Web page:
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Seamus Murphy on making PJ Harvey in A Dog Called Money
21 Nov 2019 : Nathan Griffin
PJ Harvey in A Dog Called Money
IFTN caught up with award winning photo journalist and director of PJ Harvey In A Dog Called Money, Seamus Murphy, to find out more about how the artistic collaboration came about, the inspiration for the documentary format and the concept behind the the Somerset House Recording Sessions.

PJ Harvey in A Dog Called Money releases in Irish cinemas on November 22nd.

The documentary is a uniquely intimate journey through the inspiration, writing, and recording of a PJ Harvey record. Writer and musician Harvey and award-winning Irish photographer Seamus Murphy hatched a collaboration. Seeking a first-hand experience of the countries she wanted to write about, Harvey accompanied Murphy on some of his worldwide reporting trips, joining him in Afghanistan, Kosovo, and Washington DC. Harvey collected words, Murphy collected images.

Murphy produced the film alongside Katie Holly for Blinder Films. Isabel Davis and James Wilson also produce for Pulse Films and JW Films, respectively. Screen Ireland also financed the film alongside Great Point Media and ATC Management.

PJ Harvey in A Dog Called Money had its world premiere at the Berlinale in February and made its UK premiere at Sheffield Doc/Fest in June. Break Out Pictures is handling the distribution of the film in Ireland with MUBI previously launching a coordinated theatrical and VOD release in the UK on November 8th.

IFTN journalist Nathan Griffin spoke with Murphy ahead of the film’s release in Irish cinemas.

IFTN: You are more commonly known for your award-winning photojournalism. Can you give me a bit of background about your work and how did it help with your feature doc directorial debut?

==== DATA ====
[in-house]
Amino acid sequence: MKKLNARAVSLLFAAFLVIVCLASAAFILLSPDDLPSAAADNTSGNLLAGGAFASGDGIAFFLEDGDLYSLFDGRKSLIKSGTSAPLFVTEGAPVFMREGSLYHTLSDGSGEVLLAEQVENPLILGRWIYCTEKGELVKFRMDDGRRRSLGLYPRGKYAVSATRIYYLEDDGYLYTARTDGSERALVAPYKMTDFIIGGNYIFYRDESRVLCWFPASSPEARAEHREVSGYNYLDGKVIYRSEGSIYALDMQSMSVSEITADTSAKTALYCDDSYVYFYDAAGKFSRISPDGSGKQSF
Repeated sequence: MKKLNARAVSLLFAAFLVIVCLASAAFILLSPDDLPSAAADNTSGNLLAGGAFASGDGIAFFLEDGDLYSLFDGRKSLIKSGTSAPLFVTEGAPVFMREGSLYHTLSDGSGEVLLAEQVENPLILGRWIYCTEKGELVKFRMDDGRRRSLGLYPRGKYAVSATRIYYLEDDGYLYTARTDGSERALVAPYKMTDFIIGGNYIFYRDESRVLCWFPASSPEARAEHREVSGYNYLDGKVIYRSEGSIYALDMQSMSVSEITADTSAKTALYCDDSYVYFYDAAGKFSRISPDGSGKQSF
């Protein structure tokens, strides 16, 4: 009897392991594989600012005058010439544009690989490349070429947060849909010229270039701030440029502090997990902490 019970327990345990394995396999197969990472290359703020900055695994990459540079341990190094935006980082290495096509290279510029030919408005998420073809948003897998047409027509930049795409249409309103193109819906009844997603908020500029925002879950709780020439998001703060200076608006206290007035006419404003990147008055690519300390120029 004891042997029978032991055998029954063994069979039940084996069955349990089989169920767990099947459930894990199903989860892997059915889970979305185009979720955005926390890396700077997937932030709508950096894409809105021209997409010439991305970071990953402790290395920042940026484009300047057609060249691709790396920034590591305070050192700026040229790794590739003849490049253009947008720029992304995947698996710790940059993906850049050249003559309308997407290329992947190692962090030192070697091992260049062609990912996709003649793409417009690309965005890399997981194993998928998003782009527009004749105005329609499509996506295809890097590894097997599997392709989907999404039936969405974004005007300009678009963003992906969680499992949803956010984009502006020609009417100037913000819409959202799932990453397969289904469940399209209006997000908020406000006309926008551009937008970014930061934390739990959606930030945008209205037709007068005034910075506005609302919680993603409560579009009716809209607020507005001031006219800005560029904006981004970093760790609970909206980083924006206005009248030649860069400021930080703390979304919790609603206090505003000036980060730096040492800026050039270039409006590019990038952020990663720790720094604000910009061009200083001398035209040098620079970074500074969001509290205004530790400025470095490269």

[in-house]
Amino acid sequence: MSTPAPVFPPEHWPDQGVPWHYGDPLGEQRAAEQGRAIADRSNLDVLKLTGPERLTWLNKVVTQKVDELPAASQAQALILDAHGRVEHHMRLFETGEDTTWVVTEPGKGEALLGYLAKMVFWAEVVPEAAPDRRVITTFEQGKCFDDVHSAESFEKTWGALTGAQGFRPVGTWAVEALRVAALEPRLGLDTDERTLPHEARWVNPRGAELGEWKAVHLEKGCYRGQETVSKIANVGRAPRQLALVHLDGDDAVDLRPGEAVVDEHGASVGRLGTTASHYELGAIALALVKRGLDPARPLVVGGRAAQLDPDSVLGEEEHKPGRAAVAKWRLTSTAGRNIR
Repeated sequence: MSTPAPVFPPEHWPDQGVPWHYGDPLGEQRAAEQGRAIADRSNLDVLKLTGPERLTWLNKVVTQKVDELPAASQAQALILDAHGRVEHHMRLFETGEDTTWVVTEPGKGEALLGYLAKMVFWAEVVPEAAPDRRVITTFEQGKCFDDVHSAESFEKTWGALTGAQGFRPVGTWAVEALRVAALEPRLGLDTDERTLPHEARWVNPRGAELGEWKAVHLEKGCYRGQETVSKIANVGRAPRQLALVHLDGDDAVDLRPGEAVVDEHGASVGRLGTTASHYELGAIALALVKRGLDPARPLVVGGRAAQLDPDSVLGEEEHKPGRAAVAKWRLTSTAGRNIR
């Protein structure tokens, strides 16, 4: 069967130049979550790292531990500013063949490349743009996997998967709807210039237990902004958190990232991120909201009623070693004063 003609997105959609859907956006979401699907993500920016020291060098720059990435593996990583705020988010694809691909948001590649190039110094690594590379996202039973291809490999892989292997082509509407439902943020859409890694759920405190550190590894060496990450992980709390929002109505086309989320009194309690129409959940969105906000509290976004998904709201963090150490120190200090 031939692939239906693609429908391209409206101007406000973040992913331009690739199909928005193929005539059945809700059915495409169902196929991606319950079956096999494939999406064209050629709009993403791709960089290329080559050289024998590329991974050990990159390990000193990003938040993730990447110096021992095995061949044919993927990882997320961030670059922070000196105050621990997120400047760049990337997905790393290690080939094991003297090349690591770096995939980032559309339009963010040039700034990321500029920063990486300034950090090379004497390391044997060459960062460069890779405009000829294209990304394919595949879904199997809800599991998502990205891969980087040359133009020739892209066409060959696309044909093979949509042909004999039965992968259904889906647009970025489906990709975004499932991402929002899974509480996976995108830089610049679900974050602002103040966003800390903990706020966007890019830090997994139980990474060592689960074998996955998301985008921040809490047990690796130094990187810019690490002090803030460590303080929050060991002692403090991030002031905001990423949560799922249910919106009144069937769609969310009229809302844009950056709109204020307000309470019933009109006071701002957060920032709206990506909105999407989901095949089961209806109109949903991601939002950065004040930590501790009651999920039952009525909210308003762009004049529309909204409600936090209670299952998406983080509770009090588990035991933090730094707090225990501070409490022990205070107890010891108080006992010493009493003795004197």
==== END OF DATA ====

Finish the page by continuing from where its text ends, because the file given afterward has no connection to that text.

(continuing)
“I think the looking, watching and seeing aspect is at the heart of it, which might seem obvious but it feeds into how I approach filmmaking. With a stills picture, you are looking for the iconic image, as one picture to sum up what you are seeing and experiencing - over the years this has an impact on how you see the world. And it trains you to wait.”

IFTN: What is it about PJ Harvey’s work that you find fascinating and why did you think that her songwriting process would provide a good subject matter for a documentary?

“When we started out on the project we didn’t know or decide what aspect of it would become dominant or central. That developed over time as it evolved and I guess when the recording at Somerset House provided such an interesting bridge between the world we were documenting and the work we made to represent it - then the album and thus the songwriting became more central. It could have taken on many other different directions, in fact, I was pursuing some already.”

IFTN: The documentary is so uniquely told, from your travels across the globe to the intimate studio setting - where did the inspiration for the documentary format and story come from?  

“The big idea at the heart of it was to go out into the world, away from what we call home, to places I was familiar with from my own work. I was revisiting places that were significant to me and which we both felt were relevant. It was a personal thing, but we started the project in 2011 and the drumbeat of protest was resounding around the world. The Arab Spring was ongoing. I remember being in Libya covering the fall of Gaddafi and watching the protests coming out of Syria and the energy and bravery of that on TV. The project was borne of these vibrations and we also wanted to consciously explore the creative process involved in delving into other worlds, realities beyond our own.”

IFTN: How did Blinder and Pulse Films get involved?

“Initially Jim Wilson, producer of Under the Skin, was intrigued by the project after I showed him some early footage. He became involved and eventually reached out to Katie Holly at Blinder and that’s when things properly kicked off. Pulse came on board subsequently, Blinder was instrumental in getting financing from a Screen Ireland.”

IFTN: I was really interested in the Somerset House Recording Sessions in front of the public. Can you tell me a little bit more about the concept?

“Fascinating public installation of the recording of an album. It was such a unique and risky idea and the material and discussions all came from experiences and stories from our travels so it was naturally going to be key to the film.”

IFTN: What do you have planned next?

“I have a book coming out next year on Russia and America, and their curious relationship, that I have been working on over the years and I am also making a film on the same theme. I am developing a film with Dubliner Tom Burke on poet Pat Ingoldsby, a great man who is much loved, but elusive. This will also be a film about Dublin, which has got development funding from Screen Ireland.”

PJ Harvey in A Dog Called Money releases in Irish cinemas on November 22nd.




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